Debug your app
When you have to find and fix problems in your app, use the integrated Visual Studio debugger.
Open your app project in Visual Studio.
Run your app in debug mode to find exceptions, problems during execution, or data values. Press F5 or choose Start.
When the debugger catches an exception, it suspends running your app.
Close the exception dialog box, so you can start finding the uninitialized object. Even at an exception, the debugger lets you examine your app's state.
Move your mouse over variables to view their values in a data tip.
In the Locals window, you can get more information more about the problem.
In this case, the problem might be that this property references a private field. Usually, the next step is to go through your code to find where things went wrong.
In the Call Stack window, you can see the path that your app took to reach the point where the exception happened.
Use what you know about the code to choose where to set a breakpoint.
Open the file where you want to start debugging. Select the line where you want to put the breakpoint. Press F9 or double-click in the left-hand gutter next to the line.
In the gutter, the breakpoint appears as a red circle. The breakpoint stops your app's execution, so that you can start stepping through code.
Because the debugger caught an exception, you'll have to stop your debugging session, then restart your session. Press Shift + F5, or on the toolbar, choose Stop Debugging.
Restart your debugging session. Use the stepping commands to move through your code, looking for the method that most likely created the uninitialized object. What are the stepping commands?
When you find the place where you can fix the issue, stop debugging, and change or add code.
Restart your debugging session, and run through the app again to confirm your fix.
Try this next
- Share your code in TFVC or share your code in Git, depending on how you set up your team project. You can share projects from Eclipse and Xcode, too.
Q & A
Q: What are the stepping commands?
A: You can move through the app using one of these commands:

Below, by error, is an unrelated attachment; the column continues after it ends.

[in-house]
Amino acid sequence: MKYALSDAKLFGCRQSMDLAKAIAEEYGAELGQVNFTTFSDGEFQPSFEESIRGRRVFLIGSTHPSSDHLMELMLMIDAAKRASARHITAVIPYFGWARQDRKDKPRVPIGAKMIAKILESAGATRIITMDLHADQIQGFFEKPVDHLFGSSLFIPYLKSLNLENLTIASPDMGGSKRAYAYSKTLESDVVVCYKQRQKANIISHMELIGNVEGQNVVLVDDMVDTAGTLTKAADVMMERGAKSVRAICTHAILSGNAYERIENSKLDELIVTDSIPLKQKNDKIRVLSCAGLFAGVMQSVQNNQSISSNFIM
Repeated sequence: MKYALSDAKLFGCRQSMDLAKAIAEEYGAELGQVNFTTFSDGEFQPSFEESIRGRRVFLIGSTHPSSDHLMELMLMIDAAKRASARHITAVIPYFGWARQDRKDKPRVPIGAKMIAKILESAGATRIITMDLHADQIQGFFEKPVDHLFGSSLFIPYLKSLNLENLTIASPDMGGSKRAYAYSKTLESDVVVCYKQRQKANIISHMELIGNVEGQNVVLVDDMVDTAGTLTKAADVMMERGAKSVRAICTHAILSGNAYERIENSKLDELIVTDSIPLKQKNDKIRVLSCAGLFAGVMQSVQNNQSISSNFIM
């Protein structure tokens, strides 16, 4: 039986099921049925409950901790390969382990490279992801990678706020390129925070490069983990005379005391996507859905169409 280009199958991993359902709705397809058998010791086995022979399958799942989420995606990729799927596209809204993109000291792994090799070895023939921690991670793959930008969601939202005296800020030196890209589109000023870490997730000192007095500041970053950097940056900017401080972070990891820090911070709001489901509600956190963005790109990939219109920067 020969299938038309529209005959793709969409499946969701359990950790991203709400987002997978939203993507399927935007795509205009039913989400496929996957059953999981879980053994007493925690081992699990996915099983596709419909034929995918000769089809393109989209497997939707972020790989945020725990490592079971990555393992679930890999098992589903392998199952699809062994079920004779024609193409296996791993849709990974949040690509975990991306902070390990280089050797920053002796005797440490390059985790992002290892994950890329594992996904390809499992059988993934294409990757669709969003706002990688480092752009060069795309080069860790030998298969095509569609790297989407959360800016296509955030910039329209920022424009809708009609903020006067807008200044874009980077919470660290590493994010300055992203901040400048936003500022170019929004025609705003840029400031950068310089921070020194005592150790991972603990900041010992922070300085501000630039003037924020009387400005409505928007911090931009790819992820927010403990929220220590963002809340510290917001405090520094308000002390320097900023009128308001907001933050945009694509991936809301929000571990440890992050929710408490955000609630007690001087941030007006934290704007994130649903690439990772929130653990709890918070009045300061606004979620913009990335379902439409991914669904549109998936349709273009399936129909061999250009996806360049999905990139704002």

Step Over (F10): Stepping over a function always runs the next line of code, and then suspends execution. It doesn't matter if that line calls a method in your code.
Step Into (F11): When you step into a line of code, the debugger performs one of these actions:
If the statement calls a function in your code, the debugger moves to the first line of the called function, and then suspends execution.
If the next statement doesn't call a function in your code, like a system or framework function, the debugger runs the statement, moves to the next statement, and then suspends execution.
Continue (F5): Resume running your app and continue until execution reaches a breakpoint, an exception happens, or the application exits.
Run to cursor (Ctrl + F10): Acts like a temporary breakpoint. Select a line in the code, open the shortcut menu, and choose Run to Cursor.
The debugger continues running your app until the line that contains your cursor is about to run, or until it reaches a breakpoint between the line where execution resumed and the cursor.
Q: Can I get more control over when my breakpoints fire?
A: Yes, you can disable breakpoints temporarily, and you can set conditions that determine when a breakpoint fires. Learn more here.
Q: Can I debug an app that's not on my Visual Studio computer?
A: Yes, but only if the app is running on a device that's connected over a network, or that's connected directly to your Visual Studio computer. You'll have to do some configuration to debug this way.
Q: Can I change my code without stopping the debug session?
A: Sometimes, but the rules on when you can do this are complicated. The best way is to just try it. You'll get an error if the language or context doesn't support editing. If that happens, you can just remove your changes.